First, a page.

Third, MALDEF will take the necessary legal steps to prevent this pernicious decision from taking effect for the 2020 Census. Some have already filed lawsuits, and MALDEF will join appropriately in challenging this administration’s latest, very serious constitutional depredation.
Finally, however, we note that this attack on the Latino community will most assuredly backfire. The Latino community WILL be counted, at the Census and at the polls. Our community’s defiance of Donald Trump’s consistent attempts to whitewash Latinos out of our country’s governance and civic sector will be strong and vibrant.
Washington, D.C. – The National Association of Latino Elected and Appointed Officials (NALEO) Educational Fund today released a statement from Executive Director Arturo Vargas following the U.S. Department of Commerce’s decision to add a citizenship question to the 2020 Census:
“In yet another assault on immigrants, Latinos and the 2020 Census, the U.S. Department of Commerce and Trump Administration today chose to put politics above the interests of the American people. By deciding to add a citizenship question to the 2020 Census at the 11th hour, U.S. Commerce Secretary Wilbur Ross has further undermined the integrity of one of the most preeminent scientific agencies in the world, further jeopardizing the accuracy of the 2020 Census and wasting millions of taxpayer dollars in the process.
“The addition of any question at this moment in time would have catastrophic consequences for Latinos and all Americans. As a member of the U.S. Census Bureau’s National Advisory Committee on National Advisory Committee on Racial, Ethnic and Other Populations, I have seen firsthand the careful and costly research and testing that the Bureau undertakes over a period of many years to develop the questions used for the decennial count. Preparations for this upcoming 2020 Census have been underway since 2008, with the Bureau’s final test taking place now in Providence County (R.I.).
“Set to validate the Bureau’s readiness for the operations, procedures, systems, and field infrastructure for the once in a decade census that will take place in less than two years, the final testing in Providence is not utilizing questionnaire forms that include a question on citizenship. This means that the addition of this topic to the 2020 Census, if successful, would be implemented blindly without any scientific evaluation of what kind of impact it would have on public response rates or the follow up needed for those who may not answer the questionnaire.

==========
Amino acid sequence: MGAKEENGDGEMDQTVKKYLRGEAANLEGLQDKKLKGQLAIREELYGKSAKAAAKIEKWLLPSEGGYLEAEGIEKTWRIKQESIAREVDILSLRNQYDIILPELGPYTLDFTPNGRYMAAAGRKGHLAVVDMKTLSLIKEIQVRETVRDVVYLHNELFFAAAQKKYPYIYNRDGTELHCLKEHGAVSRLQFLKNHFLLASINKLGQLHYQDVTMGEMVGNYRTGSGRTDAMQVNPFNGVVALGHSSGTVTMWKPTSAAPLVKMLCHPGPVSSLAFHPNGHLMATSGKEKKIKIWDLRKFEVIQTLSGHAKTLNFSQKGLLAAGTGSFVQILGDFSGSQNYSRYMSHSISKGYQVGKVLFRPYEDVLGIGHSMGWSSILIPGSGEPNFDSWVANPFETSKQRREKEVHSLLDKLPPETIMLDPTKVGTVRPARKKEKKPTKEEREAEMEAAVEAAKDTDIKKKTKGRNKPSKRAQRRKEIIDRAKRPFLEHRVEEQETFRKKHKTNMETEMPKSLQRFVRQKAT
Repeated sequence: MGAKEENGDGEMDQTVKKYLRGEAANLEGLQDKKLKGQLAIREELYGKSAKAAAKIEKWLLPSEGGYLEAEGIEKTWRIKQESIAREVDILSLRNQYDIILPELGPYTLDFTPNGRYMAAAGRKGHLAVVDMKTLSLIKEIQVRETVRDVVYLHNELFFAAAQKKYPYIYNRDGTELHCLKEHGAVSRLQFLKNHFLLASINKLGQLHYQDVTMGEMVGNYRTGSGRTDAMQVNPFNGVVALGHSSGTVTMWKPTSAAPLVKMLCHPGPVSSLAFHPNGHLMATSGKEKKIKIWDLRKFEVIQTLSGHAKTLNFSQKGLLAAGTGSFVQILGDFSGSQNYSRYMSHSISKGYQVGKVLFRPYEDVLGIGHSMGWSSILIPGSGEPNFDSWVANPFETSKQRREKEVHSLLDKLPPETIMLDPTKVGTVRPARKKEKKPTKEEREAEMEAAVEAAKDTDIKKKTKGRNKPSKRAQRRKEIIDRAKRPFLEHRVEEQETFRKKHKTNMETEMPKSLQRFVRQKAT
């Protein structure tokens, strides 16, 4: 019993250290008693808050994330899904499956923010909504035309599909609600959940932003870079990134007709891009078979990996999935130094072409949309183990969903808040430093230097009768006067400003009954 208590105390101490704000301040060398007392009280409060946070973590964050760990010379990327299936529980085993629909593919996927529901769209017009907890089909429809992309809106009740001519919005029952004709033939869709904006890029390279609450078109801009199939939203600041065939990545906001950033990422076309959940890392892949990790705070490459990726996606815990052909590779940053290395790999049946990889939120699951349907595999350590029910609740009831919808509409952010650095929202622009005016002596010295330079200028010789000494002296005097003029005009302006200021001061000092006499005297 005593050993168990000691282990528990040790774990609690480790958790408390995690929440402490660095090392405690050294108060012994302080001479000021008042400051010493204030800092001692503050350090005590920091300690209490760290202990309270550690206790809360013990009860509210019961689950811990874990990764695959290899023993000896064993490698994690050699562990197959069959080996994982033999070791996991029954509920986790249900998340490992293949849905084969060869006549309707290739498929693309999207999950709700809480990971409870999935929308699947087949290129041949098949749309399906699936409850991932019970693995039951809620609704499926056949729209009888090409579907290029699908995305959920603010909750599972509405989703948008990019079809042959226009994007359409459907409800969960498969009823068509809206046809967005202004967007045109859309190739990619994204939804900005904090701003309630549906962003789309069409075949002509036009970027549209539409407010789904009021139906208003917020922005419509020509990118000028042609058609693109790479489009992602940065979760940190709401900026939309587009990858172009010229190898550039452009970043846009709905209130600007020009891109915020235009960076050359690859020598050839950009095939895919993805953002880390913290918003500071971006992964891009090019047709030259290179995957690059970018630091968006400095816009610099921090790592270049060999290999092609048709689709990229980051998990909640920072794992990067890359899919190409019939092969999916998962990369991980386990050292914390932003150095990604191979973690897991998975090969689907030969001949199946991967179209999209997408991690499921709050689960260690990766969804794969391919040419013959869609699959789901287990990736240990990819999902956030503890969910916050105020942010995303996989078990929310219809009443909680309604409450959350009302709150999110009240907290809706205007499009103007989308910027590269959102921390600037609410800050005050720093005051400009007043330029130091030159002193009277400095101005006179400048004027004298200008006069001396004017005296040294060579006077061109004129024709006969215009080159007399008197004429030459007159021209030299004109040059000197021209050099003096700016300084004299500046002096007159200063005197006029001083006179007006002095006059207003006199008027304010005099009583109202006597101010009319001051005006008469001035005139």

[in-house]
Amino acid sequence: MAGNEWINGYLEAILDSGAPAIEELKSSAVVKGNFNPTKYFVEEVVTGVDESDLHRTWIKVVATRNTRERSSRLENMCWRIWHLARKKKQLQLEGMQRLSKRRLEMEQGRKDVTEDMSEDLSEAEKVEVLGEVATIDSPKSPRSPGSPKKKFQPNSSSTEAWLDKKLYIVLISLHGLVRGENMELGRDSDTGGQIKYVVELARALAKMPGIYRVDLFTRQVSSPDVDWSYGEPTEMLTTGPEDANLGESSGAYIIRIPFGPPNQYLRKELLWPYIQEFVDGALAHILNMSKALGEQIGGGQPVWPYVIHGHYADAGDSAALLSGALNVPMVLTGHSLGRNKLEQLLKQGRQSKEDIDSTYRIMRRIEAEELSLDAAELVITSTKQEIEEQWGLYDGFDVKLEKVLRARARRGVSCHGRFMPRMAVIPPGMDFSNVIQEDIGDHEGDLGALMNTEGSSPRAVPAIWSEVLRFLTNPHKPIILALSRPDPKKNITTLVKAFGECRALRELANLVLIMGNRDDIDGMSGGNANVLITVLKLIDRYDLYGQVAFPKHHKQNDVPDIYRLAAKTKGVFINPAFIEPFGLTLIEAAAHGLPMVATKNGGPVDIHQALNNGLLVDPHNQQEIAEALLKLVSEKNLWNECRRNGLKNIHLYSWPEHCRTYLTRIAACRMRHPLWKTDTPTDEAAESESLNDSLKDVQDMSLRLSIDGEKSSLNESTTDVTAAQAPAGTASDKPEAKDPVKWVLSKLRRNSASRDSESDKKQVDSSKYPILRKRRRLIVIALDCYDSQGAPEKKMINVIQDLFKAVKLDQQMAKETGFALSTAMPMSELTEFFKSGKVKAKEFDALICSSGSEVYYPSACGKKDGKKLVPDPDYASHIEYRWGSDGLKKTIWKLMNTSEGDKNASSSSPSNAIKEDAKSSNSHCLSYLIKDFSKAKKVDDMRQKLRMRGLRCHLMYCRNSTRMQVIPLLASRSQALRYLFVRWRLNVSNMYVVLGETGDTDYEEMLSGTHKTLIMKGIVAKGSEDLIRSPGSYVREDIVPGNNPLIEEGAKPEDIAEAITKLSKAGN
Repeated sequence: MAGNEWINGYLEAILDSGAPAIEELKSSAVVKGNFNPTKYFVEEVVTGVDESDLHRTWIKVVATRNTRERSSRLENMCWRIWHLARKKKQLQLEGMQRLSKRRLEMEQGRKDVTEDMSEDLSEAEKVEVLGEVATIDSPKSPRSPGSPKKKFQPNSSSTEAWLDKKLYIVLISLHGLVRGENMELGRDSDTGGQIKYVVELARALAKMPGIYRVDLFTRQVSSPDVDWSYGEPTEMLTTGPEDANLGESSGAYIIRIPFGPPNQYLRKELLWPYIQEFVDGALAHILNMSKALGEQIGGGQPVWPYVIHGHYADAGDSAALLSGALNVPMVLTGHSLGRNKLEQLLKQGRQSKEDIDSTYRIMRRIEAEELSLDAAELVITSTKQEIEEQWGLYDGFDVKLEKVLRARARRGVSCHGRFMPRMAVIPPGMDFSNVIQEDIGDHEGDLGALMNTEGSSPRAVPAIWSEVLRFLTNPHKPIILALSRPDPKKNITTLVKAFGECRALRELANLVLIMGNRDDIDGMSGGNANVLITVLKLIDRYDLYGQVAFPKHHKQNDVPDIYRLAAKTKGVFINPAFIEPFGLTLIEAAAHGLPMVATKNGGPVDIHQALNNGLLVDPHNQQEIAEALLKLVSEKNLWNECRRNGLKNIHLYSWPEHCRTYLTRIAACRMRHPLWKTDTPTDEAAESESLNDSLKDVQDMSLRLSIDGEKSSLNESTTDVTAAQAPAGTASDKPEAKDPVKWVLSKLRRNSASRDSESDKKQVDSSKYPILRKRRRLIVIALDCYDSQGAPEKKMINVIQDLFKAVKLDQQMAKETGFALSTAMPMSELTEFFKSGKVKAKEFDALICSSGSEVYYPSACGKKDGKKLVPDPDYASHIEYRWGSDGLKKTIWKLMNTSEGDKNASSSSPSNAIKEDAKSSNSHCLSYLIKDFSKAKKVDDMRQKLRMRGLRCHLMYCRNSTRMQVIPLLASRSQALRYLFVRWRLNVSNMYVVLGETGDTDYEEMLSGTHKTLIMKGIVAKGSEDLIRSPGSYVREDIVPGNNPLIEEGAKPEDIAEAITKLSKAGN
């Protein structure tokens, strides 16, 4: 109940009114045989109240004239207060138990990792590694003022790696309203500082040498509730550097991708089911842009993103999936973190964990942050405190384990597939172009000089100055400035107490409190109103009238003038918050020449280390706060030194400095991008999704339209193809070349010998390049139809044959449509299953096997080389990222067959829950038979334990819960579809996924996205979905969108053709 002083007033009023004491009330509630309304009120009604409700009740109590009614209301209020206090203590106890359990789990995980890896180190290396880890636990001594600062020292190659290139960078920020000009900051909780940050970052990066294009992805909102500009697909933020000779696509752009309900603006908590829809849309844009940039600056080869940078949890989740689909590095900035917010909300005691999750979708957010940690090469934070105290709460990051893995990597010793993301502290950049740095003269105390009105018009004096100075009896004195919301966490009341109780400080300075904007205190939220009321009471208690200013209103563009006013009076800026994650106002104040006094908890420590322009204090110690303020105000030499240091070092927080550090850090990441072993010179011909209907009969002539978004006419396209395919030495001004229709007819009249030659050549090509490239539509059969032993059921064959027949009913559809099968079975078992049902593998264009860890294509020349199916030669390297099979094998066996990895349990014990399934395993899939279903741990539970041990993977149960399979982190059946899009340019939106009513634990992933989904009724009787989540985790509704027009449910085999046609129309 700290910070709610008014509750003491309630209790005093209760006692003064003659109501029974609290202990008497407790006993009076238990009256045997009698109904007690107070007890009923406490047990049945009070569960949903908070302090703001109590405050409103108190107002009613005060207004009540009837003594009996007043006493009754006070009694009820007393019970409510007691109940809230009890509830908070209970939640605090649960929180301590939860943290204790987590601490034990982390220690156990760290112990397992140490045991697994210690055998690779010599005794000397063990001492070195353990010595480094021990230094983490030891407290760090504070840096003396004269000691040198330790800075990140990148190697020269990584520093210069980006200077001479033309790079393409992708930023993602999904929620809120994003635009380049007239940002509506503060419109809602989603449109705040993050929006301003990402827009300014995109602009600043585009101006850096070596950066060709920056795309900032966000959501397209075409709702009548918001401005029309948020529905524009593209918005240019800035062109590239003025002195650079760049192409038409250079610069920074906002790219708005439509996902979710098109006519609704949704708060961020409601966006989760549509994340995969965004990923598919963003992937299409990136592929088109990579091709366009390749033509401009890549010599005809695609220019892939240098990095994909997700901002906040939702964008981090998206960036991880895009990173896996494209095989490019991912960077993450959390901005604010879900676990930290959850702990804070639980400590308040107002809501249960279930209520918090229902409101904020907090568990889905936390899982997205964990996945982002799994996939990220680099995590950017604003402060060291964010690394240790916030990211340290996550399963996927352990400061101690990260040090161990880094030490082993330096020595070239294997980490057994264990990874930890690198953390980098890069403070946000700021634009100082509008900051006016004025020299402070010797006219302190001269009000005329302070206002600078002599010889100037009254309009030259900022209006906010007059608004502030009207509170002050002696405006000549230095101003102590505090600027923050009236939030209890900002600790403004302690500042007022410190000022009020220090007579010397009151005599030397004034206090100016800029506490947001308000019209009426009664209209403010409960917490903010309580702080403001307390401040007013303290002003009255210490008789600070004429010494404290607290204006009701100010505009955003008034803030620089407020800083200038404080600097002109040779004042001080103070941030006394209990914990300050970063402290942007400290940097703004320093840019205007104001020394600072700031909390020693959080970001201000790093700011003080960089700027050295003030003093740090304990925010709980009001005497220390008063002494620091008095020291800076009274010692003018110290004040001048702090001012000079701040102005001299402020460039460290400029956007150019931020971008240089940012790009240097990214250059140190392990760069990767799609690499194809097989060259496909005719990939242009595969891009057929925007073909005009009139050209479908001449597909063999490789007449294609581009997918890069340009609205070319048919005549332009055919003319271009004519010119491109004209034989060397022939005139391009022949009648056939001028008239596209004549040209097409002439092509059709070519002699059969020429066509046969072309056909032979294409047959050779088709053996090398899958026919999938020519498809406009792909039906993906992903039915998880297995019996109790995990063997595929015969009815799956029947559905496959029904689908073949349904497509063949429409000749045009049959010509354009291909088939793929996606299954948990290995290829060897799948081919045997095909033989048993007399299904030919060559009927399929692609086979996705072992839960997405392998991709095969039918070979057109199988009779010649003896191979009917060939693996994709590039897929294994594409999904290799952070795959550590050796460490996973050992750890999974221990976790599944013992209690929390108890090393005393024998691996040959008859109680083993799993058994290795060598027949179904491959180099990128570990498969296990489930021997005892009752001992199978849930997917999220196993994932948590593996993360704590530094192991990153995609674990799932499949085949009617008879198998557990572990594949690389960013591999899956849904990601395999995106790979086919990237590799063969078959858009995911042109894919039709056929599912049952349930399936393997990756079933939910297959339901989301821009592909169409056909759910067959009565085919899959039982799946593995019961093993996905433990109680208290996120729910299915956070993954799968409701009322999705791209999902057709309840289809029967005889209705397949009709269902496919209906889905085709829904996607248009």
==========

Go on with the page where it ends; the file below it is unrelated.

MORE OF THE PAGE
“As I expressed to U.S. Secretary of Commerce Wilbur Ross personally in a phone conversation days ago, the addition of any question at this point would be costly and disastrous. Field representatives conducting surveys and other experiments are already reporting widespread and unprecedented fear among test respondents. Adding a question on citizenship at this time would only seek to fan the flames of fear and distrust in the Census, further risking depressed response rates.
“There are no second chances with the census. Estimates from the Census Bureau show that every one percent decrease in the self-response rate will increase the cost of the census by $55 million.
“Opposition to an untested and last-minute addition of a citizenship question to the 2020 Census has been swift and widespread. The American Sociological Association, six former Census Bureau Directors from both Republican and Democratic administrations, more than 161 Mayors, 19 State Attorney Generals, and numerous leaders in the business community have all come all publicly against this effort.
“While we had hoped for the best, NALEO Educational Fund has been preparing for the worst, knowing that it would be up to organizations like us who believe in our democracy to fight back should this untimely, unnecessary and unwise decision come to fruition. In the coming days, weeks, and months, we will stand alongside partners and colleagues from across the country as the battle to reverse this costly course of action heats up in both Congress and the courts.
“The stakes are too high for a failed 2020 Census, and we will not sit idly by as those with malice intentions seek to thwart a fair and accurate count of immigrants, Latinos and all Americans. The fight has just begun, and we will not stop until we have exhausted all avenues to provide the Census Bureau with the fix and certainty it needs to tackle its most ambitious task yet, counting the largest American population in history.”
In case you missed it, here is what the Department of Commerce announced Monday night:
That announcement also led to a Tuesday lawsuit from California Attorney General Xavier Becerra, who said the following in a media release: “An accurate census count sets in motion the services and benefits that shape the future of every Californian. The census constitutes the backbone for planning how and where our communities will invest taxpayer dollars. California simply has too much to lose to allow the Trump Administration to botch this important decennial obligation. What the Trump Administration is requesting is not just alarming, it is an unconstitutional attempt to disrupt an accurate Census count.”
[…] with at least six lawsuits challenging the legality of the citizenship question and many Latino organizations taking a strong stand against it. One of the main concerns was that the question would discourage […]